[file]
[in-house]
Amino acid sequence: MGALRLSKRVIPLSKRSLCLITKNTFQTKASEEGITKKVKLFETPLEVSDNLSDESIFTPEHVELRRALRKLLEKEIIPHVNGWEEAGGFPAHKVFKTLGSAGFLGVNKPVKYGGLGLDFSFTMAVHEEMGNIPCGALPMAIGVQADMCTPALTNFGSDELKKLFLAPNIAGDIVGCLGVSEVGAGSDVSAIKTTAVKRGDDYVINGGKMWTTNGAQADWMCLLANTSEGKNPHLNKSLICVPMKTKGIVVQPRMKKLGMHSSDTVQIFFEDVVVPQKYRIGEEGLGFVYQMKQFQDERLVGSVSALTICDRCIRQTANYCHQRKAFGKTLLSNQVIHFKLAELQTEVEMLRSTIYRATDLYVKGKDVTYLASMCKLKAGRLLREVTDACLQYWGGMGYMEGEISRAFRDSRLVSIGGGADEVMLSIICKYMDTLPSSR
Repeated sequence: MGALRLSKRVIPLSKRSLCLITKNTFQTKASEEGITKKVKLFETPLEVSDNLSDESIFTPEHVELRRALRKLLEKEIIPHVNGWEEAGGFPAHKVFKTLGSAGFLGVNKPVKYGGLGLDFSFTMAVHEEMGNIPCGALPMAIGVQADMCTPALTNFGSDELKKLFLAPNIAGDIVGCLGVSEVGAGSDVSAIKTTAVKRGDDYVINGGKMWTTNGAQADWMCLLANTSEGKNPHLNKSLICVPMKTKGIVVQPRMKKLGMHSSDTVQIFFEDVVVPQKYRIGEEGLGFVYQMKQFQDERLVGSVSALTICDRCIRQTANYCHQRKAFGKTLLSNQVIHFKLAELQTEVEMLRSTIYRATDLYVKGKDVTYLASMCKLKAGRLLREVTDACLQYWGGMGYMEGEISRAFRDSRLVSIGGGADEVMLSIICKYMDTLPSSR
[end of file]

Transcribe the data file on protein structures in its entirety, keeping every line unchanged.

[in-house]
Amino acid sequence: MGALRLSKRVIPLSKRSLCLITKNTFQTKASEEGITKKVKLFETPLEVSDNLSDESIFTPEHVELRRALRKLLEKEIIPHVNGWEEAGGFPAHKVFKTLGSAGFLGVNKPVKYGGLGLDFSFTMAVHEEMGNIPCGALPMAIGVQADMCTPALTNFGSDELKKLFLAPNIAGDIVGCLGVSEVGAGSDVSAIKTTAVKRGDDYVINGGKMWTTNGAQADWMCLLANTSEGKNPHLNKSLICVPMKTKGIVVQPRMKKLGMHSSDTVQIFFEDVVVPQKYRIGEEGLGFVYQMKQFQDERLVGSVSALTICDRCIRQTANYCHQRKAFGKTLLSNQVIHFKLAELQTEVEMLRSTIYRATDLYVKGKDVTYLASMCKLKAGRLLREVTDACLQYWGGMGYMEGEISRAFRDSRLVSIGGGADEVMLSIICKYMDTLPSSR
Repeated sequence: MGALRLSKRVIPLSKRSLCLITKNTFQTKASEEGITKKVKLFETPLEVSDNLSDESIFTPEHVELRRALRKLLEKEIIPHVNGWEEAGGFPAHKVFKTLGSAGFLGVNKPVKYGGLGLDFSFTMAVHEEMGNIPCGALPMAIGVQADMCTPALTNFGSDELKKLFLAPNIAGDIVGCLGVSEVGAGSDVSAIKTTAVKRGDDYVINGGKMWTTNGAQADWMCLLANTSEGKNPHLNKSLICVPMKTKGIVVQPRMKKLGMHSSDTVQIFFEDVVVPQKYRIGEEGLGFVYQMKQFQDERLVGSVSALTICDRCIRQTANYCHQRKAFGKTLLSNQVIHFKLAELQTEVEMLRSTIYRATDLYVKGKDVTYLASMCKLKAGRLLREVTDACLQYWGGMGYMEGEISRAFRDSRLVSIGGGADEVMLSIICKYMDTLPSSR